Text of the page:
SHARE
COPY LINK

ABUSE

Preschool teacher locked toddlers in dryer

A former preschool teacher who locked several young children in a drying cupboard was convicted on Wednesday by a court in western Sweden for assaults against a number of toddlers.

Preschool teacher locked toddlers in dryer

The woman, who is in her sixties, was accused of trapping three young boys in a dryer after they had been playing in it.

On another occasion, she locked one of the three in the school’s safe, the local Borås Tidningen (BT) newspaper reported.

She had also allegedly covered the mouth of a crying one-year-old girl and hit another child on the head before pulling the youngster’s hair.

All of the children involved were between one and three at the time of the incidents.

While the teacher continued to maintain her innocence, the District Court in Borås on Wednesday nevertheless found her guilty of child abuse.

She was handed a suspended sentence and fine 6,000 kronor ($880).

The woman was also ordered to pay 10,000 kronor in damages to each of the families of the three children she locked in the dryer and 7,000 kronor to the family of another child.

The teacher’s hard-handed tactics were eventually reported to school administrators by concerned colleagues last spring.

In January, prosecutors finally filed charges over assaults.

“My opinion is that this way of reprimanding children goes beyond the limits of what is permissible and acceptable”, chief prosecutor Daniel Edsbagge told BT at the time.

Despite the guilty verdict, the woman denied having committed any crime, alleging that she had been the victim of a conspiracy hatched by her colleagues in a bid to have her fired.

But the court found that the account provided by other employees at the preschool was credible and that there was “no reason” they would have accused the woman of something she hadn’t done, according to the Expressen newspaper.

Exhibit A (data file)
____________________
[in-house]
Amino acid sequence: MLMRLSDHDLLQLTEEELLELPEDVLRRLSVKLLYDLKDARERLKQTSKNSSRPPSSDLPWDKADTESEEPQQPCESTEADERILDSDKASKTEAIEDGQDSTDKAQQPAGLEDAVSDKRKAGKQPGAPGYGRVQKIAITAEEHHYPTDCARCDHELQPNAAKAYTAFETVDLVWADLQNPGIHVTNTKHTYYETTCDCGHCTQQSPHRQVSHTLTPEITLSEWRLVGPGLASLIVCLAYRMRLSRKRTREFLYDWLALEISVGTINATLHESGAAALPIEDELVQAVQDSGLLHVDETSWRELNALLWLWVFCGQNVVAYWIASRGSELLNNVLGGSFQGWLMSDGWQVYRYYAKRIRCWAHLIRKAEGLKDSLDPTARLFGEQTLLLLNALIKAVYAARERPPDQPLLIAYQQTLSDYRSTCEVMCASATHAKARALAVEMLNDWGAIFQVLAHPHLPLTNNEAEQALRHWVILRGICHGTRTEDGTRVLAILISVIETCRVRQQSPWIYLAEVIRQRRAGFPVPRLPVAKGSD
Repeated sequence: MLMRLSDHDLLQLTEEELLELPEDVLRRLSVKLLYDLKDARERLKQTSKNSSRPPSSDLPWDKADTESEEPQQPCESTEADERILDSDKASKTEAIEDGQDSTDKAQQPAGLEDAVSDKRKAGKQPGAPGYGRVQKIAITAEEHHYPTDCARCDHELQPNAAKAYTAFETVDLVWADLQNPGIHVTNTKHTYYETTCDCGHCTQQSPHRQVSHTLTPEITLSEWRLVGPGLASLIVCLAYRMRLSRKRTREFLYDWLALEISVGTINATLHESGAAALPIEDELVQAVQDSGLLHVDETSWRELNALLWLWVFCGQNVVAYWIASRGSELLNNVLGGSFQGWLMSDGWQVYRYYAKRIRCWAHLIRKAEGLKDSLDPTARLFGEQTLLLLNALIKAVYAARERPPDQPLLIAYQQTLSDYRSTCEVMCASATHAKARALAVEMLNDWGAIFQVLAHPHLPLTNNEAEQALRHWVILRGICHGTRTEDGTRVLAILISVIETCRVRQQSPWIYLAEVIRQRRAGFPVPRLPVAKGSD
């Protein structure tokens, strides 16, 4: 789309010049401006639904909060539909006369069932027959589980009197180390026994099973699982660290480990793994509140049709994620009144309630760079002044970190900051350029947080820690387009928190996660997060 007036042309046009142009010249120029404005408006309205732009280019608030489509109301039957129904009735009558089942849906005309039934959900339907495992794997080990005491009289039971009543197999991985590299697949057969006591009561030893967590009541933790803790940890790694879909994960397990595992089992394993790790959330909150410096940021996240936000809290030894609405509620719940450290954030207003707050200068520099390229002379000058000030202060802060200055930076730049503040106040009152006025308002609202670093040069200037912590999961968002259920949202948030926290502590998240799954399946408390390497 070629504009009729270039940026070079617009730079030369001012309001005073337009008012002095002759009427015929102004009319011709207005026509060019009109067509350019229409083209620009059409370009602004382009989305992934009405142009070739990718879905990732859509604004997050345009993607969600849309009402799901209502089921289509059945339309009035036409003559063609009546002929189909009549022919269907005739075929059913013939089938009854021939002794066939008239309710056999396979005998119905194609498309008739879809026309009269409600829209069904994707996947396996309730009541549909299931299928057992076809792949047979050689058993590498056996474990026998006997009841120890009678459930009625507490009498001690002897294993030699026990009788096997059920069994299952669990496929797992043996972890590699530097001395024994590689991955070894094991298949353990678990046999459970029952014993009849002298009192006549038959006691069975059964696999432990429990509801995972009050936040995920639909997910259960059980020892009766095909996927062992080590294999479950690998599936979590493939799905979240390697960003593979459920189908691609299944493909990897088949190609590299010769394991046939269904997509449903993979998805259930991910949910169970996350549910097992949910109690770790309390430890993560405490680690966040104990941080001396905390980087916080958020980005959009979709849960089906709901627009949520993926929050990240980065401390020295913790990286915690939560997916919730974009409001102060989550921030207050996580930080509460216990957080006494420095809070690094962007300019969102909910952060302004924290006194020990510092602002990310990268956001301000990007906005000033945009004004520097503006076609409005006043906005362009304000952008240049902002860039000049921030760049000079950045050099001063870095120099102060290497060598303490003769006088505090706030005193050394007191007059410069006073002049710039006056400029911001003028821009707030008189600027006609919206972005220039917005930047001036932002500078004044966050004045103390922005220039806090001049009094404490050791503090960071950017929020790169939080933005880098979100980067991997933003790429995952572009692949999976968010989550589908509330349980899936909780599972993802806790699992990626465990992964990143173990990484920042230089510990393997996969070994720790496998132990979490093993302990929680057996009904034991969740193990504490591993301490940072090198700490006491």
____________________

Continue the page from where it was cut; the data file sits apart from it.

Member comments

Log in here to leave a comment.
Become a Member to leave a comment.

PHOTOGRAPHY

Gothenburg preschools end school photography

Preschool managers in Gothenburg have decided to ban class photos at preschools in their municipality, citing the different financial situations of families as one reason for the change.

Gothenburg preschools end school photography
Moments like these are a thing of the past for Gothenburg preschoolers. Photo: Jonas Ekströmer/TT

This past spring preschool managers on the municipality district committee of Askim-Frölunda-Högsbo made the decision to halt school photography at preschools in the area. Parents were notified of the decision this week. 

"For many years we have had professional photographers come to the school and photograph the children, individually and in groups, so parents can buy the pictures," Eva-Lena Båth, area director for the preschools, told The Local on Thursday.

"But this is a service we will no longer offer, as we have concluded that photography is a service not included in our educational duties." 

But there were other reasons as well.

"Not all parents can afford to purchase the pictures. It's nothing obligatory, but it can be interpreted that way," Båth said, citing the schools' equal treatment policy. 

While Båth stressed that many parents were pleased with the change, other voices arose expressing dissent.

"It's sad for the kids, who think it's a lot of fun to get pictures with their classmates," mum Sandra Langsrud told paper Göteborgs Posten.

Langsrud said she believed it was an important right for the children to have pictures to remember their time in school.

"They enjoy looking at those pictures later," she said. 

But certain pictures will still be available, Båth pointed out. The preschools have an online portal documenting their activities, and all parents have access to it. Teachers are already in the habit of photographing children during daily activities.

"The site documents our work, so parents can see pictures of their children anyway," Båth said. 

The decision applies only to preschools in the area, with Båth explaining that the issue may not have come up in other schools' discussions.

"We don't work together on all issues," Båth told The Local. "But at the preschools, photography becomes a lot of work for the teaching staff as well. So the schools will be simpler this way."

This summer a school in central Sweden made headlines for banning all photography at school, even of friends and classmates at class graduation. 

SHOW COMMENTS